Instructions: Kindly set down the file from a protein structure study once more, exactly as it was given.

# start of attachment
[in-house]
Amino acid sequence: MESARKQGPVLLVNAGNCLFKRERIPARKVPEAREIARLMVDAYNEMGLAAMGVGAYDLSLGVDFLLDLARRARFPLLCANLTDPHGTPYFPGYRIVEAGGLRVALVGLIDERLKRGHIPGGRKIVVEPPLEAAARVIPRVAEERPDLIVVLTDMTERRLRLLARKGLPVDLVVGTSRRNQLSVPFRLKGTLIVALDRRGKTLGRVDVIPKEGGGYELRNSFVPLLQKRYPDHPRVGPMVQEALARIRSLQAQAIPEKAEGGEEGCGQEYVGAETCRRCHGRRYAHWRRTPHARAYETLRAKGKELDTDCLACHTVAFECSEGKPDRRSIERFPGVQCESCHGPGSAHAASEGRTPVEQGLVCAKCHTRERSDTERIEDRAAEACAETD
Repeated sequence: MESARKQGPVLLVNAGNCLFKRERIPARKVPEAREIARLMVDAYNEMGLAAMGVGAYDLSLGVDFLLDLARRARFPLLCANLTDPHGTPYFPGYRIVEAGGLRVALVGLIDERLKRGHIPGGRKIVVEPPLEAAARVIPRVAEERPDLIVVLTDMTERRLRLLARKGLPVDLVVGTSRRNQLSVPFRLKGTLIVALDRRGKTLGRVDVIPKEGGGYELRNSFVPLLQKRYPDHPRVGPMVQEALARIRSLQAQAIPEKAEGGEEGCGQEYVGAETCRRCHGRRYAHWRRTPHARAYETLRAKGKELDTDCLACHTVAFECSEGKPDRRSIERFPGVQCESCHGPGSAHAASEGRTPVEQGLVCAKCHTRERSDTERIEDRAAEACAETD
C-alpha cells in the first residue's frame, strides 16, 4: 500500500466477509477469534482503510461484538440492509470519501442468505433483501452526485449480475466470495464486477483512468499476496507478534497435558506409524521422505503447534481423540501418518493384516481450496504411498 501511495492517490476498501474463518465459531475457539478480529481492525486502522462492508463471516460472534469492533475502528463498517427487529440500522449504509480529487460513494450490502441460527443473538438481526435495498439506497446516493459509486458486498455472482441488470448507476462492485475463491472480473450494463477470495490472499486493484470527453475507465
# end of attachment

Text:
[in-house]
Amino acid sequence: MESARKQGPVLLVNAGNCLFKRERIPARKVPEAREIARLMVDAYNEMGLAAMGVGAYDLSLGVDFLLDLARRARFPLLCANLTDPHGTPYFPGYRIVEAGGLRVALVGLIDERLKRGHIPGGRKIVVEPPLEAAARVIPRVAEERPDLIVVLTDMTERRLRLLARKGLPVDLVVGTSRRNQLSVPFRLKGTLIVALDRRGKTLGRVDVIPKEGGGYELRNSFVPLLQKRYPDHPRVGPMVQEALARIRSLQAQAIPEKAEGGEEGCGQEYVGAETCRRCHGRRYAHWRRTPHARAYETLRAKGKELDTDCLACHTVAFECSEGKPDRRSIERFPGVQCESCHGPGSAHAASEGRTPVEQGLVCAKCHTRERSDTERIEDRAAEACAETD
Repeated sequence: MESARKQGPVLLVNAGNCLFKRERIPARKVPEAREIARLMVDAYNEMGLAAMGVGAYDLSLGVDFLLDLARRARFPLLCANLTDPHGTPYFPGYRIVEAGGLRVALVGLIDERLKRGHIPGGRKIVVEPPLEAAARVIPRVAEERPDLIVVLTDMTERRLRLLARKGLPVDLVVGTSRRNQLSVPFRLKGTLIVALDRRGKTLGRVDVIPKEGGGYELRNSFVPLLQKRYPDHPRVGPMVQEALARIRSLQAQAIPEKAEGGEEGCGQEYVGAETCRRCHGRRYAHWRRTPHARAYETLRAKGKELDTDCLACHTVAFECSEGKPDRRSIERFPGVQCESCHGPGSAHAASEGRTPVEQGLVCAKCHTRERSDTERIEDRAAEACAETD
C-alpha cells in the first residue's frame, strides 16, 4: 500500500466477509477469534482503510461484538440492509470519501442468505433483501452526485449480475466470495464486477483512468499476496507478534497435558506409524521422505503447534481423540501418518493384516481450496504411498 501511495492517490476498501474463518465459531475457539478480529481492525486502522462492508463471516460472534469492533475502528463498517427487529440500522449504509480529487460513494450490502441460527443473538438481526435495498439506497446516493459509486458486498455472482441488470448507476462492485475463491472480473450494463477470495490472499486493484470527453475507465